In September of this year I began participation in a program called Sacred Journey, hosted and facilitated by the Mercy Center in Burlingame.
The name of the program is kind of an insider’s joke between my Maker and I because The Sacred Journey is the title of an autobiographical book by my favorite author Frederick Buechner.
He holds out the possibility that “…you may in the privacy of the heart take out the album of your own life and search it for the people and places you have loved and learned from yourself, and for those moments in the past—many of them half forgotten—through which you glimpsed, however dimly and fleetingly, the sacredness of your own journey.”
I’m at the age where I have black and white baby pictures, full-color photos from childhood and young adulthood, and digital photos for the rest. So “taking out the album of [my] life” is a bit of a pain in the neck.
But the change in technology signifies the marching on of time. And I wouldn’t have understood this in my twenties, or my thirties, but as I push fifty I have the advantage of life experience. The advantage of perspective.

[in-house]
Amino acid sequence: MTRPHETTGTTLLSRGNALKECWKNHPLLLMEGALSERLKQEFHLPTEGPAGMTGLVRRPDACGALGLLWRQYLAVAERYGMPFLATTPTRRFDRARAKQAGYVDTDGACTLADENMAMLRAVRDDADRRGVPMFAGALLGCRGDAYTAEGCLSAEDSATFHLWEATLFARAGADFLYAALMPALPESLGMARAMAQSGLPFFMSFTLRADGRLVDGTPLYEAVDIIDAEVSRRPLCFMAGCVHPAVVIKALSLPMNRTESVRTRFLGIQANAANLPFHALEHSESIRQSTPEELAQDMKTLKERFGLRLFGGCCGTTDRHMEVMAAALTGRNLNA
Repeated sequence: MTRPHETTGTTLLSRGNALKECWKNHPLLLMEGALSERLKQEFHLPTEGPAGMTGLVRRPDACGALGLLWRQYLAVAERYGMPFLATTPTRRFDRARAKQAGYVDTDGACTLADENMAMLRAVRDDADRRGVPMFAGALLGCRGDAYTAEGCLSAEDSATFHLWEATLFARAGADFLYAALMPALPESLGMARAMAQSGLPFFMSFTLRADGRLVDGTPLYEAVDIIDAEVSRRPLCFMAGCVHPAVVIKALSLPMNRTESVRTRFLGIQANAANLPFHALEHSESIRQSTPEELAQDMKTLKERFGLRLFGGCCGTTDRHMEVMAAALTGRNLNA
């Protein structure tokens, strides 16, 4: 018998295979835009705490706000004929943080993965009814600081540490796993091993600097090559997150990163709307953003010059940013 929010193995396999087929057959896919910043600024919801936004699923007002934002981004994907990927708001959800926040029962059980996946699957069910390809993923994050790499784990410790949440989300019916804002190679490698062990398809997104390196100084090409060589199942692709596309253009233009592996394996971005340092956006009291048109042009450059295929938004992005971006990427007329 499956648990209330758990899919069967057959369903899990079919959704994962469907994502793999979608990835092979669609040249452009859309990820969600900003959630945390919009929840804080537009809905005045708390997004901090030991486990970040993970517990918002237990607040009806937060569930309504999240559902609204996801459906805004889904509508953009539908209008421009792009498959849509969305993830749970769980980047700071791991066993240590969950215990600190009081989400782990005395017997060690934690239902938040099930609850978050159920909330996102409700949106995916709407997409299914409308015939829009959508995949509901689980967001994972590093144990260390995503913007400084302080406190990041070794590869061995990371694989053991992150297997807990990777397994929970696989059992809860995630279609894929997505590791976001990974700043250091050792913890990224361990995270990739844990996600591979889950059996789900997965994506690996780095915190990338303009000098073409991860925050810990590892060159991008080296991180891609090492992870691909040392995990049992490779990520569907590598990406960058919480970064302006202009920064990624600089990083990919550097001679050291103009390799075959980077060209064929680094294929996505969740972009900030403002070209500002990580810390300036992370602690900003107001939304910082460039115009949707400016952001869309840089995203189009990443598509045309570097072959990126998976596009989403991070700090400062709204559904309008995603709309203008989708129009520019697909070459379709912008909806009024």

And with that perspective, when I am at Ocean Beach just before twilight, and there is a flaming sunset before me and a warm bonfire and laughing friends behind me, I recognize the sacredness. And when I have a deep heart-to-heart talk with a friend in which she is really hearing me and I am truly tracking with her, I recognize the sacredness. And when I read the New York Times on Sunday morning with Bach in the background, and suddenly “Jesu, Joy of Man’s Desiring” sounds like something I’ve never heard before, I recognize the sacredness.
Participating in this program is my attempt to recognize and honor the sacredness of my spiritual journey- which thankfully encompasses Ocean Beach, intimate friendship, Bach, and probably any number of things that will take me delightfully by surprise.